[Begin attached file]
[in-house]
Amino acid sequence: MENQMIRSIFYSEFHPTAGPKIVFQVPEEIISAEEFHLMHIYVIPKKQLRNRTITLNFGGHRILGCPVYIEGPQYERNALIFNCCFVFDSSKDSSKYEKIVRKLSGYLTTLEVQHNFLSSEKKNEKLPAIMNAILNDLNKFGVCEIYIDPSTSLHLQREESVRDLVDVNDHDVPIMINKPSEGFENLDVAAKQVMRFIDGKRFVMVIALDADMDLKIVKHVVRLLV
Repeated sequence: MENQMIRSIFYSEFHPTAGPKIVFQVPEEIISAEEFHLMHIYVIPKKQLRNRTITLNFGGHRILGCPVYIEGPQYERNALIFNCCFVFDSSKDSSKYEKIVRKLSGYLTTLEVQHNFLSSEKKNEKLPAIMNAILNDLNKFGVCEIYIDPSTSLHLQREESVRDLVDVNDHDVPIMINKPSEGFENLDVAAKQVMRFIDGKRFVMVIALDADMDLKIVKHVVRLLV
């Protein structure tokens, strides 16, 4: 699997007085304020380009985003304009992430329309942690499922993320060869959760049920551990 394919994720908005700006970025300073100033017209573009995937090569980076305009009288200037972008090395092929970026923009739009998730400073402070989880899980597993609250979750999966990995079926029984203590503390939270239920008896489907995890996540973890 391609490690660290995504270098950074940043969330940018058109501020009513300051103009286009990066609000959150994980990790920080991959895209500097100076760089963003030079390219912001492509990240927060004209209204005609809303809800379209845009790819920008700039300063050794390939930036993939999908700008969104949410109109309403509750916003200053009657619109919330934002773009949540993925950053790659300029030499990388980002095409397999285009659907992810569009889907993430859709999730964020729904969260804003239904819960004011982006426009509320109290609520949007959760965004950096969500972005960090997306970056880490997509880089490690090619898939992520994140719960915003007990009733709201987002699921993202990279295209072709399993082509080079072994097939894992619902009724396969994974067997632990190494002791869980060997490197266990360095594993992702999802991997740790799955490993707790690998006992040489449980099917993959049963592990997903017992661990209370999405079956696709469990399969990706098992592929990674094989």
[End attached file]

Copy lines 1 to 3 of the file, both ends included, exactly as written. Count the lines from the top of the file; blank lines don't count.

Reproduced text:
[in-house]
Amino acid sequence: MENQMIRSIFYSEFHPTAGPKIVFQVPEEIISAEEFHLMHIYVIPKKQLRNRTITLNFGGHRILGCPVYIEGPQYERNALIFNCCFVFDSSKDSSKYEKIVRKLSGYLTTLEVQHNFLSSEKKNEKLPAIMNAILNDLNKFGVCEIYIDPSTSLHLQREESVRDLVDVNDHDVPIMINKPSEGFENLDVAAKQVMRFIDGKRFVMVIALDADMDLKIVKHVVRLLV
Repeated sequence: MENQMIRSIFYSEFHPTAGPKIVFQVPEEIISAEEFHLMHIYVIPKKQLRNRTITLNFGGHRILGCPVYIEGPQYERNALIFNCCFVFDSSKDSSKYEKIVRKLSGYLTTLEVQHNFLSSEKKNEKLPAIMNAILNDLNKFGVCEIYIDPSTSLHLQREESVRDLVDVNDHDVPIMINKPSEGFENLDVAAKQVMRFIDGKRFVMVIALDADMDLKIVKHVVRLLV